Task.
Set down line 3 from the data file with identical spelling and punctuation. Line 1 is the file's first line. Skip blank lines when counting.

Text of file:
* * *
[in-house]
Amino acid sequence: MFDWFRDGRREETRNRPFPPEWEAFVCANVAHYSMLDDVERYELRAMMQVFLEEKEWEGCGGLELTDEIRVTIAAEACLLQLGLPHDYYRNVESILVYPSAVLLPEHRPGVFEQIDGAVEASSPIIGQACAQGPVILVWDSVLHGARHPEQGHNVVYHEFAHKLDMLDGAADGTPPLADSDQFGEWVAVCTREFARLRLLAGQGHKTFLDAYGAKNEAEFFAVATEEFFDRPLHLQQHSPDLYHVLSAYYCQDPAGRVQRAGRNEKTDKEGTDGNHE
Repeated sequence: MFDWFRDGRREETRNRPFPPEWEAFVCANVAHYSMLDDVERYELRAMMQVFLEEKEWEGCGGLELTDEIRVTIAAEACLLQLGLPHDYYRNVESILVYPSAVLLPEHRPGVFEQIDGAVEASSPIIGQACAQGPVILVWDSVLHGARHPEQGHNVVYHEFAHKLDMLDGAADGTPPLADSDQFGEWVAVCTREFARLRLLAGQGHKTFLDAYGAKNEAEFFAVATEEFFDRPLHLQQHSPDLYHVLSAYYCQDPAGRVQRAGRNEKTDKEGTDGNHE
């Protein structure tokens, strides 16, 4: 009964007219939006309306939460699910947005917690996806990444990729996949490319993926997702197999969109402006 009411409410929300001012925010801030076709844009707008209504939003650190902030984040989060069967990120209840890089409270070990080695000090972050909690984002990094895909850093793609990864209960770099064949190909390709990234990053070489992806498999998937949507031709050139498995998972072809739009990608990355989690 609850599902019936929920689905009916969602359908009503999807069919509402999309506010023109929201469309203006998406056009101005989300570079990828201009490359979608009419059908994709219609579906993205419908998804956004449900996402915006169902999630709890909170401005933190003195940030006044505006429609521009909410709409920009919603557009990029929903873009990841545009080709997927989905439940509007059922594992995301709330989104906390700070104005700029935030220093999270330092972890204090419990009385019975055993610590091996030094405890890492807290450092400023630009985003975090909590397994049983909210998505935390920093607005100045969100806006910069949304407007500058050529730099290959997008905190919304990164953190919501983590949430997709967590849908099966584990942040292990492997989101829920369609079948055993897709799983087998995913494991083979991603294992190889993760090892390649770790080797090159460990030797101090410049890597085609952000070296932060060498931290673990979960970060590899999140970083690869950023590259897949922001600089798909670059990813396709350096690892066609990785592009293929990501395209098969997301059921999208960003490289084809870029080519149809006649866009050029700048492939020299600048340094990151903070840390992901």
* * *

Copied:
Repeated sequence: MFDWFRDGRREETRNRPFPPEWEAFVCANVAHYSMLDDVERYELRAMMQVFLEEKEWEGCGGLELTDEIRVTIAAEACLLQLGLPHDYYRNVESILVYPSAVLLPEHRPGVFEQIDGAVEASSPIIGQACAQGPVILVWDSVLHGARHPEQGHNVVYHEFAHKLDMLDGAADGTPPLADSDQFGEWVAVCTREFARLRLLAGQGHKTFLDAYGAKNEAEFFAVATEEFFDRPLHLQQHSPDLYHVLSAYYCQDPAGRVQRAGRNEKTDKEGTDGNHE